Uwe Koch described how coping research had been strong in psycho-oncology, with movement beyond examination of stressors to consideration of coping styles, as well as individual and social resources. Further qualitative research into coping was needed to make sense of the complexity as disease progression occurred and cumulative challenges continued to tax the individual with cancer.
The 4th World Congress was held in Hamburg in 1998 and Hiromi Kawano from Kobe Japan was honored with the Arthur Sutherland award for his early leadership in Japan. Dr Margit von Kerekjarto was an early President of IPOS from Germany (1988-1990) and she worked to integrate psycho-oncology into the German Cancer Society. We honor her today as a deceased past president.
The ability of the mind and interventions like group therapy to extend survival became one exciting academic focus toward the end of the last century. Replication trials of supportive-expressive group therapy (Spiegel et al, 1989) failed however to show any survival advantage. David Kissane explained how these studies had high rates of married participants, likely to be well supported socially, whereas poorer survival is identified in single, isolated and depressed patients. Clinical programs have expanded considerably from the impetus that many of these group therapy studies generated.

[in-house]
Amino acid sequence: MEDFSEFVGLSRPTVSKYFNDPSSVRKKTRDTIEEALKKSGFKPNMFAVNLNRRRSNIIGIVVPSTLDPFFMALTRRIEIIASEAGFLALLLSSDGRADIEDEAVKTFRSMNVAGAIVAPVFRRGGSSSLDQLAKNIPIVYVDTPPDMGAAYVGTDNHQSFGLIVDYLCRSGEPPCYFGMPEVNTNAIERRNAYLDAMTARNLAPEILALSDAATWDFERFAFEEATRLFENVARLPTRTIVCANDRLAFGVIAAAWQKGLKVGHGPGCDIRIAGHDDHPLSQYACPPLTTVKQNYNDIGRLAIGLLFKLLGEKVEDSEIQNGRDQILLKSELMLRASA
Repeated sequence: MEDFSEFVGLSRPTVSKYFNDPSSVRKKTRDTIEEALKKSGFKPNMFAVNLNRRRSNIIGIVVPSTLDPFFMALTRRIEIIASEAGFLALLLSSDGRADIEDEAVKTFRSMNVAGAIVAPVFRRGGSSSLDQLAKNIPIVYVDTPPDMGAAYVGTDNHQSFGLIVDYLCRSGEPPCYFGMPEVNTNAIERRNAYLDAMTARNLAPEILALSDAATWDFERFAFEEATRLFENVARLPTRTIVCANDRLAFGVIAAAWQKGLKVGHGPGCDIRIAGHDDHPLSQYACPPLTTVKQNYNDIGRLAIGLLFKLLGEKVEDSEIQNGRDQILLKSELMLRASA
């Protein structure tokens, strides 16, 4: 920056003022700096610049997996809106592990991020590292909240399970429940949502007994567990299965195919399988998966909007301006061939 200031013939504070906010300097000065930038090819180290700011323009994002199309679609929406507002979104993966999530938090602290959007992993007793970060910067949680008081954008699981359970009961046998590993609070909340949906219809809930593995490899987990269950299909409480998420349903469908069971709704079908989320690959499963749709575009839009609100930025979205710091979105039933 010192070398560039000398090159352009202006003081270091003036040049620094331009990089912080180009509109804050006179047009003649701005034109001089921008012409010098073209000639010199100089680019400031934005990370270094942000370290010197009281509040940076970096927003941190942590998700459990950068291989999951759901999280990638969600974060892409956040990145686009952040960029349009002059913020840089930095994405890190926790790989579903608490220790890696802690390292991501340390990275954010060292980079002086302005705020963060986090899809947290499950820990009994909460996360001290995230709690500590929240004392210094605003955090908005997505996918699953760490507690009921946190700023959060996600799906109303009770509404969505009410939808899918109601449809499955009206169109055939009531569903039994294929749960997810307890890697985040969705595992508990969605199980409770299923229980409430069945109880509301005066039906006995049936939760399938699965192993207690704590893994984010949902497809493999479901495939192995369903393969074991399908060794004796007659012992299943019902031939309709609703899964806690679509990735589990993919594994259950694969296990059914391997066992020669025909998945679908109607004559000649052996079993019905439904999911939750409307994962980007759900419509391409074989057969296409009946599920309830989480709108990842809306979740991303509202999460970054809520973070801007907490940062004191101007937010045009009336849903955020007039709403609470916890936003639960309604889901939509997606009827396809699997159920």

IPOS established a set of awards for the discipline: The Sutherland Award for lifetime contribution, The Fox Award for research excellence, The Fisman Award for clinical leadership and The Kawano Award for early career scholarship. Discussion of annual congresses and educational academies emerged early in the 21st century as a professional management company, led by Elliott Graham, was brought in to manage the affairs of IPOS.
The New Millennium
Social myths, such as that stress, personality traits or depressed mood cause cancer, led to an important body of epidemiological work based at the Danish Cancer Society, which used linkages between national data bases to design cohort studies that have laid a solid body of evidence arguing that the mind does not cause cancer. Christoffer Johansen pointed to how critical this knowledge is to empower clinicians to protect patients from guilt and self-blame when cancer is diagnosed. Behavioral science has also made great progress in cancer control, exemplified by smoking cessation, preventive cancer screening programs and attention to poorer clinical outcomes in underserved communities.